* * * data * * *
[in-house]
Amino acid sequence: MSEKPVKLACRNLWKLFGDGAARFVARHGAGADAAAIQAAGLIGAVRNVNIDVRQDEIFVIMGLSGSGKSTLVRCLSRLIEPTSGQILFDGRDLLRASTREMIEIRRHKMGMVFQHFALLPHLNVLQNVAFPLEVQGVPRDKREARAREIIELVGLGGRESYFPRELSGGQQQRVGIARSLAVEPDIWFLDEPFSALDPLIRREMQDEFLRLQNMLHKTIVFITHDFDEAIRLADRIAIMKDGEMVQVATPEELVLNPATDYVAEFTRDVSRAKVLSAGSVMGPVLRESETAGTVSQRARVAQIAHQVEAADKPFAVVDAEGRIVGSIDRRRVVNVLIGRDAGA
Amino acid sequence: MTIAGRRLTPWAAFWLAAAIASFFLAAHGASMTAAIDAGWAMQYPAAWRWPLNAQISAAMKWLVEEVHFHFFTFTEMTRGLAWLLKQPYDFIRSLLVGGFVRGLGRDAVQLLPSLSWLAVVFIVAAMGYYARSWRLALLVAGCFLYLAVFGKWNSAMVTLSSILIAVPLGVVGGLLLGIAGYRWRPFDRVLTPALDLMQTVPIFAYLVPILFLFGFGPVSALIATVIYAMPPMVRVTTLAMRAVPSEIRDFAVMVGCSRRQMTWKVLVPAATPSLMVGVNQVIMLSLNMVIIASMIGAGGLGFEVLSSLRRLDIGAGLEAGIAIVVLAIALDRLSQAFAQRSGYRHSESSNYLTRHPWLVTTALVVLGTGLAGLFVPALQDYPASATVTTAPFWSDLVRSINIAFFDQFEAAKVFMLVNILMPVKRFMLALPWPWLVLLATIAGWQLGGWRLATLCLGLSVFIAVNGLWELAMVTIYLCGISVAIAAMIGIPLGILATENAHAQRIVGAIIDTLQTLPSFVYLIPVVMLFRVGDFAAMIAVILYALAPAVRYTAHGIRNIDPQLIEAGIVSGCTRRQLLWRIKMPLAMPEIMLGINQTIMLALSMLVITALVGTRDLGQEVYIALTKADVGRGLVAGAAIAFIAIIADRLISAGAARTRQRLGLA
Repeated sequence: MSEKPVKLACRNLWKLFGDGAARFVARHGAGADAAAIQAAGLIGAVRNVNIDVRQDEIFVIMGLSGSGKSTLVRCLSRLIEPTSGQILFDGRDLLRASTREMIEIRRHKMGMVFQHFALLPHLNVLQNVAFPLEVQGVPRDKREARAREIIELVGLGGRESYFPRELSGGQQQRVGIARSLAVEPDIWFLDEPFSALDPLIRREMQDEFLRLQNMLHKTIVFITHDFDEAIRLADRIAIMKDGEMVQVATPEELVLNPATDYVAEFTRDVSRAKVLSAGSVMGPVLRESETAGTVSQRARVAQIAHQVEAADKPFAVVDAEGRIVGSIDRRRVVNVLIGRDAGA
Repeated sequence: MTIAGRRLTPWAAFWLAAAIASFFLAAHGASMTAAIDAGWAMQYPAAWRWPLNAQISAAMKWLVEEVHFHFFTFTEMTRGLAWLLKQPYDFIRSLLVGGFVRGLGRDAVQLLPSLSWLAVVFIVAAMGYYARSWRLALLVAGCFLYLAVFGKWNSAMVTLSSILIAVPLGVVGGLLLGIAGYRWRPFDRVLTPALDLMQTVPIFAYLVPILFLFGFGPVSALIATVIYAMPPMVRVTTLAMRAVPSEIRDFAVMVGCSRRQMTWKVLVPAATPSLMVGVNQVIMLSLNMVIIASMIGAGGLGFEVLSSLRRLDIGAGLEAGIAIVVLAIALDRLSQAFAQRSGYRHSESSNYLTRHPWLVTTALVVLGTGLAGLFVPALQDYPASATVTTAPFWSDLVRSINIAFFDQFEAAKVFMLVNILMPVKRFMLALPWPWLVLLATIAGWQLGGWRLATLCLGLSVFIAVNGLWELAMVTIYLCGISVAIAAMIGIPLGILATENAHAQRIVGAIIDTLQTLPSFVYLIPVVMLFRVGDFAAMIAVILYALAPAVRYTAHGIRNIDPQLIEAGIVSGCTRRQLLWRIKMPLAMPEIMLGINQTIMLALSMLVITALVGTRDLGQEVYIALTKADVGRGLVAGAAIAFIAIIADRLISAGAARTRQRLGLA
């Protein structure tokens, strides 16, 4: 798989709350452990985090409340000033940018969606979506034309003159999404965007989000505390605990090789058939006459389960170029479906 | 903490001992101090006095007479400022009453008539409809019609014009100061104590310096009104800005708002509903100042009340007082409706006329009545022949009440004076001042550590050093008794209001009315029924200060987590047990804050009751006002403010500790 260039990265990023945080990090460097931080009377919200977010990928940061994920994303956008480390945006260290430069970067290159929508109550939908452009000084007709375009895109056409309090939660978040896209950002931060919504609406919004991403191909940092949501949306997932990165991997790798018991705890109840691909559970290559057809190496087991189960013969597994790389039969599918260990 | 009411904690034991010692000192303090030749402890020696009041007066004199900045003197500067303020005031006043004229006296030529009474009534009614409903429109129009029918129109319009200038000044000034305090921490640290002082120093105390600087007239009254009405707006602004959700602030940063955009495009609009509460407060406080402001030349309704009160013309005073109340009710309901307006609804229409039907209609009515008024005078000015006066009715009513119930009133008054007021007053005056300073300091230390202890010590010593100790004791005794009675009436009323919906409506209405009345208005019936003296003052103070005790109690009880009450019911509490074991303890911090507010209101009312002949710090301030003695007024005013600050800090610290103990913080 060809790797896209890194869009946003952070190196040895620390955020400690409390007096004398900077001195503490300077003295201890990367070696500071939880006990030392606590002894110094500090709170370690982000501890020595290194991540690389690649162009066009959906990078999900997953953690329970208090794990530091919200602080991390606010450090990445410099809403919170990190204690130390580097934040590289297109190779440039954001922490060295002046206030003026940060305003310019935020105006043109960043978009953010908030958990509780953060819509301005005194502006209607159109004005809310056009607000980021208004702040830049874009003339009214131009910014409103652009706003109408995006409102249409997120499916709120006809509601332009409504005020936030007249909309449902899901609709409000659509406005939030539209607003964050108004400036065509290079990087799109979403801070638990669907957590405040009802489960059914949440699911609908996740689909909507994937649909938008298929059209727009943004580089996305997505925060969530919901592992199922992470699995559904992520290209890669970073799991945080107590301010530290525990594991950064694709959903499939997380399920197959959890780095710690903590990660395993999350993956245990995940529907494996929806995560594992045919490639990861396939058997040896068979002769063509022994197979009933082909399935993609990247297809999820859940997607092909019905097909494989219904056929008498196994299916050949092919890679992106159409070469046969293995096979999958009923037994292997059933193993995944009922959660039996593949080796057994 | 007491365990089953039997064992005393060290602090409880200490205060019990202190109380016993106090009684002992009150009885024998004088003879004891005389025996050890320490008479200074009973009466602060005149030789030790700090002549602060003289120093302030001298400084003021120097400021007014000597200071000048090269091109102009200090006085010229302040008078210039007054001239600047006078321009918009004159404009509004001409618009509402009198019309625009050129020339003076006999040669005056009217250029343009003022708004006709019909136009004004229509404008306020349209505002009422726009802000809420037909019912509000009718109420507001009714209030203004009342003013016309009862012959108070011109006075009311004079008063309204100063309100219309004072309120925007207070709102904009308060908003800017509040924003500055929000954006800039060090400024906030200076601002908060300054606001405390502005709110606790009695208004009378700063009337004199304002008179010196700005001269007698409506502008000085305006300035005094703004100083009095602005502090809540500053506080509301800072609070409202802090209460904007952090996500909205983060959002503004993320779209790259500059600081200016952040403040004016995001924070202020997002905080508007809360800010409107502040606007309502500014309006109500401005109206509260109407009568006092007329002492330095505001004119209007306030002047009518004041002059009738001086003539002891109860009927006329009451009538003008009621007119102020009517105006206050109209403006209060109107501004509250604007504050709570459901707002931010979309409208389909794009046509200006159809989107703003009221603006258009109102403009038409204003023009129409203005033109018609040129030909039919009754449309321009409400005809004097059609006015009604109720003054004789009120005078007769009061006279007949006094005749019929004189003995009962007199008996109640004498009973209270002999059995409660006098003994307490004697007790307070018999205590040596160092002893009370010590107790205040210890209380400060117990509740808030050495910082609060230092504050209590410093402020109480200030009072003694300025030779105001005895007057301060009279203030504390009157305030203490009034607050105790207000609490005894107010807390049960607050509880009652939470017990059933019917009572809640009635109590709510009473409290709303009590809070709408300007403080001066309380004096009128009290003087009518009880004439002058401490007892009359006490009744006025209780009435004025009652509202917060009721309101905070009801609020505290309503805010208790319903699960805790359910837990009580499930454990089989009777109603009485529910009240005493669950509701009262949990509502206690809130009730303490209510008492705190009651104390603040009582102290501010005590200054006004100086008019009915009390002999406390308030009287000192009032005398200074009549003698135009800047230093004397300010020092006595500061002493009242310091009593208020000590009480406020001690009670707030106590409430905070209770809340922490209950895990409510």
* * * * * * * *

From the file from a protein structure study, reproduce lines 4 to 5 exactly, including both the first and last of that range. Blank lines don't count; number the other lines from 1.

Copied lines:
Repeated sequence: MSEKPVKLACRNLWKLFGDGAARFVARHGAGADAAAIQAAGLIGAVRNVNIDVRQDEIFVIMGLSGSGKSTLVRCLSRLIEPTSGQILFDGRDLLRASTREMIEIRRHKMGMVFQHFALLPHLNVLQNVAFPLEVQGVPRDKREARAREIIELVGLGGRESYFPRELSGGQQQRVGIARSLAVEPDIWFLDEPFSALDPLIRREMQDEFLRLQNMLHKTIVFITHDFDEAIRLADRIAIMKDGEMVQVATPEELVLNPATDYVAEFTRDVSRAKVLSAGSVMGPVLRESETAGTVSQRARVAQIAHQVEAADKPFAVVDAEGRIVGSIDRRRVVNVLIGRDAGA
Repeated sequence: MTIAGRRLTPWAAFWLAAAIASFFLAAHGASMTAAIDAGWAMQYPAAWRWPLNAQISAAMKWLVEEVHFHFFTFTEMTRGLAWLLKQPYDFIRSLLVGGFVRGLGRDAVQLLPSLSWLAVVFIVAAMGYYARSWRLALLVAGCFLYLAVFGKWNSAMVTLSSILIAVPLGVVGGLLLGIAGYRWRPFDRVLTPALDLMQTVPIFAYLVPILFLFGFGPVSALIATVIYAMPPMVRVTTLAMRAVPSEIRDFAVMVGCSRRQMTWKVLVPAATPSLMVGVNQVIMLSLNMVIIASMIGAGGLGFEVLSSLRRLDIGAGLEAGIAIVVLAIALDRLSQAFAQRSGYRHSESSNYLTRHPWLVTTALVVLGTGLAGLFVPALQDYPASATVTTAPFWSDLVRSINIAFFDQFEAAKVFMLVNILMPVKRFMLALPWPWLVLLATIAGWQLGGWRLATLCLGLSVFIAVNGLWELAMVTIYLCGISVAIAAMIGIPLGILATENAHAQRIVGAIIDTLQTLPSFVYLIPVVMLFRVGDFAAMIAVILYALAPAVRYTAHGIRNIDPQLIEAGIVSGCTRRQLLWRIKMPLAMPEIMLGINQTIMLALSMLVITALVGTRDLGQEVYIALTKADVGRGLVAGAAIAFIAIIADRLISAGAARTRQRLGLA